Wednesday, July 26, 2006

21st Marathon Des Sables - 2006

I started my Blog after I'd completed the MDS so I thought I'd add my daily emails from the race with some photos as a reminder to myself and anyone that still enjoys chuckling at my misery (and stupidity). Also click HERE to link to another website with more photos.

Day 1
Got to be brief only have 1000 letters. Also French keyboard. I am currently in hell and paying for the pleasure. Sandstorm all day yesterday and again this afternoon. Its so unpleasant but also the most amazing thing I have ever done. Today was the easy stage just 28k but the terrain is brutal. I am in so much pain you wouldn’t believe it. Today was the first day I’ve run with a pack OUCH. Did pretty well today first back in my tent by a long way but its all down hill from here. Will have to back off from now on. No toilets or washing, tents keep blowing down. email Q 2 hours long so this may be my last. Wow this will be a life changing experience, just got to work on getting through it in decent shape. Can’t describe the views but why anyone would live here I have no idea it is such an extreme environment. Only the French could organise a race here. Anyway there’s a huge Q behind me better go. I am exhausted and don’t know how I can do another 220k but I’m OK and loving it. Love Simon

Day 2
Will try to be a bit more coherent today. On a similar theme though, I’m in more pain than I thought I could possibly endure, today was 35k with a climb up a mountain right at the start. Ran well for the first 26k but then at checkpoint 2 the gales kicked in and we were going through sand dunes with awful sandstorms. Wheels started falling of but somehow got to the end but literally staggered into camp, it must have been sad or funny to see but I wasn’t laughing, especially when I found our tent flat on the ground again. collapsed on the floor in the sandstorm until the tent was put up. However, I am having an amazing time and just hope I can finish, which is in great doubt at the moment but Ill do my best. 100 people today alone withdrew - this is a brutal event. Moral support would be greatly appreciated so if you get time, log on to the web site and send me an email, I received 2 last night and it gave me a huge boost. All the best for now. Simon. PS don’t worry I’m being sensible.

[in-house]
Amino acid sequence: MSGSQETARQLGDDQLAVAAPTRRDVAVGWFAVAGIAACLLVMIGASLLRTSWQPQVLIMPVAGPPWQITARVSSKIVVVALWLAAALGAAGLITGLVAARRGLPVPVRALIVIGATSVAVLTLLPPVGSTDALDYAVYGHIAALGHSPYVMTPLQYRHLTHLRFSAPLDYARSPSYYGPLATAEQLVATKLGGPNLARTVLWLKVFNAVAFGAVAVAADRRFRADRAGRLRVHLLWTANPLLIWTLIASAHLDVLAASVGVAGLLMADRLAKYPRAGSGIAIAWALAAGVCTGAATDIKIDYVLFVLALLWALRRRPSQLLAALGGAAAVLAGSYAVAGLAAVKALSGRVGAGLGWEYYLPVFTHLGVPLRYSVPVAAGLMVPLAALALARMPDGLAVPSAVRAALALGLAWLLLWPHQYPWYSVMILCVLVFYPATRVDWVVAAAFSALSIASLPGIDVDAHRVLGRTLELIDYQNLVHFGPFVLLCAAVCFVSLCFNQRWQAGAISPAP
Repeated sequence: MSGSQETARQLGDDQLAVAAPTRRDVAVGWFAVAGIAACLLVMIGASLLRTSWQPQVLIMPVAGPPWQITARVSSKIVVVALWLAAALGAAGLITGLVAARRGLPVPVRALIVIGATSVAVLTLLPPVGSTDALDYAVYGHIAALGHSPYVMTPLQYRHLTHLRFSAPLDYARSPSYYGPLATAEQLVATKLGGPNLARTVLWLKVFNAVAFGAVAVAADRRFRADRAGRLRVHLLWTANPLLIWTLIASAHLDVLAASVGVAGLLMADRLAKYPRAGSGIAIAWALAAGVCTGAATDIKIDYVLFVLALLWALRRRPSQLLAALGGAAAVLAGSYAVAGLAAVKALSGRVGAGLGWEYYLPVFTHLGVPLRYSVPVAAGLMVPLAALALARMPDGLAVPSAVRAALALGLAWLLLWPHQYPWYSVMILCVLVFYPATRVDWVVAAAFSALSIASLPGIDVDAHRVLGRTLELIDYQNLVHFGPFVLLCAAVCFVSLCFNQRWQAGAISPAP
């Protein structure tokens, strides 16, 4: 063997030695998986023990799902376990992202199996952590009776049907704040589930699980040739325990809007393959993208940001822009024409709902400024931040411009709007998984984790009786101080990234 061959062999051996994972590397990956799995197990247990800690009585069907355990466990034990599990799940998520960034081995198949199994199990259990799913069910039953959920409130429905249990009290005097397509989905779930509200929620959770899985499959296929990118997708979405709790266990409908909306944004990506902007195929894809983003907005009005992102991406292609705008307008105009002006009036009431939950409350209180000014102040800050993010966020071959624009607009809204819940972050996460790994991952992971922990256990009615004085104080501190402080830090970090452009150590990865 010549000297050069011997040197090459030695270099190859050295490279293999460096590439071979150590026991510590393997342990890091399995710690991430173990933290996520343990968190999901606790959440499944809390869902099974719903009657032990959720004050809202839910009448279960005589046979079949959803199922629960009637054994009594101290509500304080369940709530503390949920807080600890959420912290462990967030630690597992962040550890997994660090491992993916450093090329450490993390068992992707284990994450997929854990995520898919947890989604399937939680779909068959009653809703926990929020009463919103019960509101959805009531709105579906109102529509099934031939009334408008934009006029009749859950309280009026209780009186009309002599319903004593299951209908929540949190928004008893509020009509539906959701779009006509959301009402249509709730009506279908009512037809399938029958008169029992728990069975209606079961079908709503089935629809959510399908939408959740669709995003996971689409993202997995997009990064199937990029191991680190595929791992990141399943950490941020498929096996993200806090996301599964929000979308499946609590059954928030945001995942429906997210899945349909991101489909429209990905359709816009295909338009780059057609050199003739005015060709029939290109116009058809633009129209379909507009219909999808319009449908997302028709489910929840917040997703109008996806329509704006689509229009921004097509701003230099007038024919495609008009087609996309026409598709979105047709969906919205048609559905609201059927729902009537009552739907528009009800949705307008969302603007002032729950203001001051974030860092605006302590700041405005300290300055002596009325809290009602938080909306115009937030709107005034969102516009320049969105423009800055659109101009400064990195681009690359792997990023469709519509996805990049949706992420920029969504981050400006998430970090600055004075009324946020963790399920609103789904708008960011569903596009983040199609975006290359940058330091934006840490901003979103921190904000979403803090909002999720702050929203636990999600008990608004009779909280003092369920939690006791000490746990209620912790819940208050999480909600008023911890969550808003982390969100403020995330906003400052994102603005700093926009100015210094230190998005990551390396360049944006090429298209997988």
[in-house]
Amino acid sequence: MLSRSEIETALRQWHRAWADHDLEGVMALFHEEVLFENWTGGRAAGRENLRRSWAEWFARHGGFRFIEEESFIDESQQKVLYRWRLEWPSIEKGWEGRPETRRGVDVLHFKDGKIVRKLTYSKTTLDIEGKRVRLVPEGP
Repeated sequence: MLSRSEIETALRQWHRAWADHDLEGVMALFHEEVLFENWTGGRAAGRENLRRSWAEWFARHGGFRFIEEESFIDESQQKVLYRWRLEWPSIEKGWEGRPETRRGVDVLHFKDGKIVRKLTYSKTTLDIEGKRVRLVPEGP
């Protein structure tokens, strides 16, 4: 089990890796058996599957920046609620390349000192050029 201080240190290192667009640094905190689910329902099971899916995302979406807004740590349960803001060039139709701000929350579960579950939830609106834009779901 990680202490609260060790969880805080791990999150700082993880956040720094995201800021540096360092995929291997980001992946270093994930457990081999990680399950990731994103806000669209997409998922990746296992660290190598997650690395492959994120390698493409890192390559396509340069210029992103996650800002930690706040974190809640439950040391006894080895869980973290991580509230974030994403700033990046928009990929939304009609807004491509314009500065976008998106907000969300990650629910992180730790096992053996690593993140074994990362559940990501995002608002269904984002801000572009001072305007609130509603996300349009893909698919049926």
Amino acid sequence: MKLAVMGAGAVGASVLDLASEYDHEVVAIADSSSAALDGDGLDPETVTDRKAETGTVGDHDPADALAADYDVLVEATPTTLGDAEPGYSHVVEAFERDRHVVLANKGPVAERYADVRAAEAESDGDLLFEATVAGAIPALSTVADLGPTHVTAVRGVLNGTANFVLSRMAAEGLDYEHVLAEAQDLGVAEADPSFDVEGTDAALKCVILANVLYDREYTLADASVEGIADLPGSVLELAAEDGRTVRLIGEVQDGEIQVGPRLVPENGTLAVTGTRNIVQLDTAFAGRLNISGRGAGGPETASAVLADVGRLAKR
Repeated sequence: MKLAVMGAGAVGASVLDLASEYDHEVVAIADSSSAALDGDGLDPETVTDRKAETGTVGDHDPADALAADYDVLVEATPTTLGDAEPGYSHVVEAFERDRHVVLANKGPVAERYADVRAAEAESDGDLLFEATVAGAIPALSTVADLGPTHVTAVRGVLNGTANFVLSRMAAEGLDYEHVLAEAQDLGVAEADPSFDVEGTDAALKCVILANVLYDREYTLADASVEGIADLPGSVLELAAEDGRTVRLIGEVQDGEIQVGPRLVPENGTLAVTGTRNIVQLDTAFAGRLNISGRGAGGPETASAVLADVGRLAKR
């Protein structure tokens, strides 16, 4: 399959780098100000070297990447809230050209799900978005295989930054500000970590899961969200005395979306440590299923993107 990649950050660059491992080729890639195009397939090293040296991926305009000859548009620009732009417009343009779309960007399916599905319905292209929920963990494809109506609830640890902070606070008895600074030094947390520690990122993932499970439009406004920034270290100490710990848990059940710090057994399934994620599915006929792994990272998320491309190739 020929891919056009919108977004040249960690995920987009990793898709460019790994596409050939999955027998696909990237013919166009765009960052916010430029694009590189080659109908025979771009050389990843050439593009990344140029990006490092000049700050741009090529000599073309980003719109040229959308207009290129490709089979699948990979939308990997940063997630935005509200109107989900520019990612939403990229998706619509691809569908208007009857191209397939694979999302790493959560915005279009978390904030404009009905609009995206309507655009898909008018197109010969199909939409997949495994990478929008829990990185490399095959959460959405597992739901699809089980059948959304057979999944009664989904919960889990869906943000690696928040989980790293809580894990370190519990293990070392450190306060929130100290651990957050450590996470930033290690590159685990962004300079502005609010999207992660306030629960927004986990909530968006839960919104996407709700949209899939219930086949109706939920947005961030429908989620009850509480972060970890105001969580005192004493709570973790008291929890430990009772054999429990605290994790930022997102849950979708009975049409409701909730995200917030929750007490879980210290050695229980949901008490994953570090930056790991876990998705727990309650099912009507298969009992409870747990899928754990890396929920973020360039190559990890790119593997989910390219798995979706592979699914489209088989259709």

Day 3
Hi Sweetie, haven’t heard anything from you yet. Got two blank emails from you yesterday and one from Ashley and Jason. Hope the boys are well I’m missing them terribly and you too of course.

Today was a bad day. 38k in furnace like temperatures over terrain that is indescribable, beautiful but brutal. Most people have blisters all over their feet to the point that they all join up. Also few have escaped loosing a toenail or three. I haven’t escaped both of the above but I’ll spare describing the mess my feet are in. Got a stomach upset last night so only managed to eat 6 dried apricots all day which made the trek somewhat challenging, needless to say didn’t run today just trudged. People have been dropping out like flies this year due to the extreme conditions apparently the most brutal first 3 stages ever. Not sure if I will last unless I can start taking on food. 72k tomorrow with much of it the dreaded sand dunes oo ere. Two guys in our tent have already been pulled from the race.